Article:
Security researchers have demonstrated how to gain root privileges from a normal Android app without relying on any software bug.
The unprivileged application is able to gain full administrative permissions by exploiting the Rowhammer vulnerability present in modern RAM chips. Essentially, malicious code can change the content of memory it should never be able to access.
This means rogue mobile applications can abuse this hardware flaw to commandeer people's handhelds.
The effect is pure physics and yet exploitable through software: RAM is assembled in rows of cells, and it is possible to flip bits in a row by repeatedly accessing the cells in an adjacent row. By continuously accessing cells, software can trigger voltage fluctuations in the RAM chips' control electronics. This causes cells in rows adjacent to the one being accessed to discharge faster than normal, meaning they lose the information they were holding.
This can be exploited to alter bits in RAM one by one, and manipulate crucial operating system data to gain root privileges. With admin access, the software can completely hijack the device, install malware and spyware, and so on.
Most – but not all – Android smartphones are potentially vulnerable to this attack, we're told.
A team from Vrije Universiteit, Amsterdam and other academics have documented how this Rowhammer effect, previously demonstrated on Microsoft Edge and public clouds, also affects Android smartphones as well as PCs and servers.
The group have developed and released Drammer, which exploits Rowhammer to take control of a mobile device by tampering with its physical memory, proving the attack technique is practical rather than a lab-only exercise. Drammer has no special permissions – it is a normal unprivileged app – and yet is able to gain root-level access to the device.
The researchers explain:
The Rowhammer vulnerability allows attackers to change data in memory without accessing it directly, by reading from another memory region exhaustively (hence hammering). To date, it was assumed that mobile, ARM-based devices would be too slow to trigger these so-called bit flips, limiting Rowhammer attacks to stationary PCs and servers. This work squashes that common belief and shows how attackers can exploit the hardware bug in a fully deterministic and reliable manner.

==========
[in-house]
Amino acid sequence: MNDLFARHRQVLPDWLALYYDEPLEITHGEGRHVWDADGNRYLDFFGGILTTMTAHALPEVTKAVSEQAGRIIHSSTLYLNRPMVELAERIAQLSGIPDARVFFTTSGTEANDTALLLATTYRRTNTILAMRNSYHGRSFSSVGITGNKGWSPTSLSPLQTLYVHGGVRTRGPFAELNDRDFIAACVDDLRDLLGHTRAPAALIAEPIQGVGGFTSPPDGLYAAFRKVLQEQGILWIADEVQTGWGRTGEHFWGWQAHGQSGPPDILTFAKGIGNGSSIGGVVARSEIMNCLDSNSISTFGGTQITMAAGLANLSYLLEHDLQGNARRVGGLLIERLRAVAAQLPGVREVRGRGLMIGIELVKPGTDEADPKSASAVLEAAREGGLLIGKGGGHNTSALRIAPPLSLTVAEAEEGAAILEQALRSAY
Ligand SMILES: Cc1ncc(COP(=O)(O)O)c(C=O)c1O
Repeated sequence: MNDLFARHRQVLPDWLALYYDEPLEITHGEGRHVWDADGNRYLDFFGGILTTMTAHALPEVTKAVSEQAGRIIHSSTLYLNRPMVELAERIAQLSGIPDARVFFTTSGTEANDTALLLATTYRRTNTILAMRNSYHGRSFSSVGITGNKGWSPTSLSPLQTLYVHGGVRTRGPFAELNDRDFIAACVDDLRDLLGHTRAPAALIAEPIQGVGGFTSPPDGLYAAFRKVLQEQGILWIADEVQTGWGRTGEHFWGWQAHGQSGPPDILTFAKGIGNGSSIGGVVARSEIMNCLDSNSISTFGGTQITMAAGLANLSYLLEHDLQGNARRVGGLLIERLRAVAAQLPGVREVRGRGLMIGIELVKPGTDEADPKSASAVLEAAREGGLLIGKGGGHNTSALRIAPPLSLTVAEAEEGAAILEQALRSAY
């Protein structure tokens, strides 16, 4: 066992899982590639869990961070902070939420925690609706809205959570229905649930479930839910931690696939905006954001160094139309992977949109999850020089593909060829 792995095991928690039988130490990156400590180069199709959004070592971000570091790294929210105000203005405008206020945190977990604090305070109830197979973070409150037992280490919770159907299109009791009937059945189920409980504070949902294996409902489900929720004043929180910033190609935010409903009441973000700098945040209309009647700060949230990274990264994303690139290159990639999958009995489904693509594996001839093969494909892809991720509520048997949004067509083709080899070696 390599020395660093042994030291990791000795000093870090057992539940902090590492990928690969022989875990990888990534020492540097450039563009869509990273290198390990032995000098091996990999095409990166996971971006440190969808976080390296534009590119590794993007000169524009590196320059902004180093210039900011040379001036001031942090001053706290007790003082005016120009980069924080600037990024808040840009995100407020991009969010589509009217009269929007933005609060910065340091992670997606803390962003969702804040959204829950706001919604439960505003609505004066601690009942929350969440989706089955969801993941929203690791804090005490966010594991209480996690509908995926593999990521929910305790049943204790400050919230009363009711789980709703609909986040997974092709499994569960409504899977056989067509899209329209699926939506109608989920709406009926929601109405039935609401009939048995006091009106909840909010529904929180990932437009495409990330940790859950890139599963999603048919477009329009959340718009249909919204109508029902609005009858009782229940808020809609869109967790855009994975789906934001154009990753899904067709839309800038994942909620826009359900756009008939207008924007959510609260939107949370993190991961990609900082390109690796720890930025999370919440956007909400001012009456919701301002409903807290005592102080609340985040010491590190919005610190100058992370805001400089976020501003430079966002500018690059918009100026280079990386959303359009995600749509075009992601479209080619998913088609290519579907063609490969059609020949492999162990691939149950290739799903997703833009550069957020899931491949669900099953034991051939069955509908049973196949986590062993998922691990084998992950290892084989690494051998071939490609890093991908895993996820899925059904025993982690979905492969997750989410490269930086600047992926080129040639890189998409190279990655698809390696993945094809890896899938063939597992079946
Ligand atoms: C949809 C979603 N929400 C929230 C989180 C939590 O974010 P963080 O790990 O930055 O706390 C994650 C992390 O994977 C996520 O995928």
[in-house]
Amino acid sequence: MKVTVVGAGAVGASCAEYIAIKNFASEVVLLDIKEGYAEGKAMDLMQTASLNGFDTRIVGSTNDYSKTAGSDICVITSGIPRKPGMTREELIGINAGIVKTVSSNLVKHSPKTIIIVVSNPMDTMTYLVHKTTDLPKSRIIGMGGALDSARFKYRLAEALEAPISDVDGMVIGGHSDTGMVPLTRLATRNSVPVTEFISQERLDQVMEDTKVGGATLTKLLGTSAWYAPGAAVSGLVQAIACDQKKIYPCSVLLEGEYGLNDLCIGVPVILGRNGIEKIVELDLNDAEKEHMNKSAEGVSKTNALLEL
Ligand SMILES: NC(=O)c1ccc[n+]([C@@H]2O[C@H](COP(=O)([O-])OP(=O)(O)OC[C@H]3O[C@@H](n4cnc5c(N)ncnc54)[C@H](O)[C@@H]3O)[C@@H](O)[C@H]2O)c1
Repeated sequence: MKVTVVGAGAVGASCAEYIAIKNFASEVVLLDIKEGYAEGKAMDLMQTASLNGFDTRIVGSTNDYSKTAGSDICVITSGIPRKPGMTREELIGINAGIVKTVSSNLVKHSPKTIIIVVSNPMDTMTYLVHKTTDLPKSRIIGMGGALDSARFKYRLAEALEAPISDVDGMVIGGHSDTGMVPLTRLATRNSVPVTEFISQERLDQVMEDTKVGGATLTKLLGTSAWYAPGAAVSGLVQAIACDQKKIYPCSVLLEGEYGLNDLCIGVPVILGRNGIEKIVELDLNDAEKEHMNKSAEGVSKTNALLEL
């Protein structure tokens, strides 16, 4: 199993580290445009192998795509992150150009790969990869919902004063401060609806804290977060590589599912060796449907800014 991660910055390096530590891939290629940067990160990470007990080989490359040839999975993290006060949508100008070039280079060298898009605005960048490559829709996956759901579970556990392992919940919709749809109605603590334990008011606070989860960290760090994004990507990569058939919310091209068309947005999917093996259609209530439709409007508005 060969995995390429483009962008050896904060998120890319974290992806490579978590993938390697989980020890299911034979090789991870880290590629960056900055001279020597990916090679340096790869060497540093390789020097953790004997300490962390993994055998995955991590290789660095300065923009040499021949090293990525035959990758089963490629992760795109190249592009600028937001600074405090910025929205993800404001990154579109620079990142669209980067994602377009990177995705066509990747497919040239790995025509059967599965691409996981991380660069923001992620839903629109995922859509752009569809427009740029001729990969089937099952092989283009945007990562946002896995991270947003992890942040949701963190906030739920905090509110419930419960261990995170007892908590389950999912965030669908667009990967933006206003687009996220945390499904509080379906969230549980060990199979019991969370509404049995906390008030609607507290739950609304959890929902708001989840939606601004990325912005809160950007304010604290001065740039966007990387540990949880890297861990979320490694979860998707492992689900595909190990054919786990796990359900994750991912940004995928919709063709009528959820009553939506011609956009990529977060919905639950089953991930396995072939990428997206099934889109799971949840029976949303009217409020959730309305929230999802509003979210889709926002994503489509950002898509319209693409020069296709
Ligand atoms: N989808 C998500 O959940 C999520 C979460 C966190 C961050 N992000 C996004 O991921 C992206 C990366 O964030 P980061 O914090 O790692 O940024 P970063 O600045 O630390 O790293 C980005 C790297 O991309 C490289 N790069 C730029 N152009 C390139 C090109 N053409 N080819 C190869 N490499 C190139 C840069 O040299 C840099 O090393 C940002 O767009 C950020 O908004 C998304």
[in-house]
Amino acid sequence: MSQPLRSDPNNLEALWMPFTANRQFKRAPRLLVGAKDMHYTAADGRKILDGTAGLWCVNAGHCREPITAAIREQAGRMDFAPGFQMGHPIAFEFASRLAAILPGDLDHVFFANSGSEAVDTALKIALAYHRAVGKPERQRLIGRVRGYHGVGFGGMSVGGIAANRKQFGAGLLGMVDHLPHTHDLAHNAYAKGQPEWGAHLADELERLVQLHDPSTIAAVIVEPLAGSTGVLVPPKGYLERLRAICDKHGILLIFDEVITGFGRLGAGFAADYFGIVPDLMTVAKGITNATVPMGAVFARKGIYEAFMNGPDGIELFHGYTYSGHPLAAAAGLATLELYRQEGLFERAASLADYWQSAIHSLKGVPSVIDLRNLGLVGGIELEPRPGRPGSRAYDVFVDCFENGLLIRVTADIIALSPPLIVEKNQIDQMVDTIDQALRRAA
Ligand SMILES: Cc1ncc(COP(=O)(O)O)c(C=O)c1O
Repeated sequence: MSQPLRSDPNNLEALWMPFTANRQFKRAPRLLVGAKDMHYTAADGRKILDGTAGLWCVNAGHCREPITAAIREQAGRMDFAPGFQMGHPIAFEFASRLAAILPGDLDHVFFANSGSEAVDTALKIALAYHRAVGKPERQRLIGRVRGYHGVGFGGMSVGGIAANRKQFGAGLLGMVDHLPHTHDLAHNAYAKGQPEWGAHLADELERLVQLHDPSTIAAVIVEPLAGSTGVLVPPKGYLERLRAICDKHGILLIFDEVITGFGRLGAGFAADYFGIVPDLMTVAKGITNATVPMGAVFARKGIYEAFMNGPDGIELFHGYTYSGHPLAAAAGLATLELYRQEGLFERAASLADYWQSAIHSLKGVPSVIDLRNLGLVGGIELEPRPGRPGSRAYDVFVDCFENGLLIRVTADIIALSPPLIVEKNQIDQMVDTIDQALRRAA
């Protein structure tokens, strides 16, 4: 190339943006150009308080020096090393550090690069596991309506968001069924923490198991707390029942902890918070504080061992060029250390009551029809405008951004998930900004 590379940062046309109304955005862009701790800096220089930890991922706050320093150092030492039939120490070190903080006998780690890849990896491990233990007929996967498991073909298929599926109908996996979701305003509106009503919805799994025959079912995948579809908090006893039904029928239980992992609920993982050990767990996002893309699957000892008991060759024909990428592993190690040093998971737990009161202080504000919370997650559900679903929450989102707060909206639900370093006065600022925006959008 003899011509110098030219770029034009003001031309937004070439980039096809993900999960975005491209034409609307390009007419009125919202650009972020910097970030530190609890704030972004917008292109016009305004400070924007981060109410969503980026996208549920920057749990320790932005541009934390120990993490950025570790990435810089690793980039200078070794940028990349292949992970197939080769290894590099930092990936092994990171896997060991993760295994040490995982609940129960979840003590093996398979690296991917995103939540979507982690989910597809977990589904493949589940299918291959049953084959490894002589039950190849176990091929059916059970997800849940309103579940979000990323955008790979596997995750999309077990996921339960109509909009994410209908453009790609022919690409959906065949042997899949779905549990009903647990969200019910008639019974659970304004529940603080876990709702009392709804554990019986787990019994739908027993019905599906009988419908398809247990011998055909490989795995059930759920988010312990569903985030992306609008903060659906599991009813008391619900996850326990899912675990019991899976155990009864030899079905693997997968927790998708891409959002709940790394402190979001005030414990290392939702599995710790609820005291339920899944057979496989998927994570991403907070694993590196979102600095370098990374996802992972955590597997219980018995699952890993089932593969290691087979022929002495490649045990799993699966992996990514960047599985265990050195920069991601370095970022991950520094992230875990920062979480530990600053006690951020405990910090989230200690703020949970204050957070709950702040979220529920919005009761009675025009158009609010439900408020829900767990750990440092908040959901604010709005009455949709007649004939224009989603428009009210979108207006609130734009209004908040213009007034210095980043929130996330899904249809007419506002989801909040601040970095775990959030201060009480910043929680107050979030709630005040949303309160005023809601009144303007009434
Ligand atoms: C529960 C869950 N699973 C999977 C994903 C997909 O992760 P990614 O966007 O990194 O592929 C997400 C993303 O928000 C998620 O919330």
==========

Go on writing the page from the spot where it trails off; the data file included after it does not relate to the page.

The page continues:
Drammer – developed in collaboration with the University of California at Santa Barbara and Graz University of Technology in Austria – uses Flip Feng Shui to achieve reliable Rowhammer exploitation.
Not every phone is vulnerable to the Rowhammer bug. The researchers performed bit flips in 18 out of 27 tested phones, including some (former) flagship models like Google's Nexus 5 or the LG G4.
Google told El Reg that it had worked out a software fix designed to mitigate against attacks, which will become available in November. A spokesperson told us:
After researchers reported this issue to our Vulnerability Rewards Program, we worked closely with them to deeply understand it in order to better secure our users. We’ve developed a mitigation which we will include in our upcoming November security bulletin.
The team that developed the attack warned that Google can only go so far toward resolving what boils down to a hardware problem.
“Google scrambled to try and fix the problem, but they cannot really do it as the problem is in hardware,” Herbert Bos, professor of systems security at Vrije Universiteit Amsterdam and supervisor of the research, told El Reg. “Also, since the Android market is so fragmented, this patch will probably never reach most of the phones.”
More details of the research are due to be unveiled on Wednesday, October 26, at the Conference on Computer and Communications Security (CCS), a security conference in Vienna, Austria, by Victor van der Veen, lead author of the paper. ®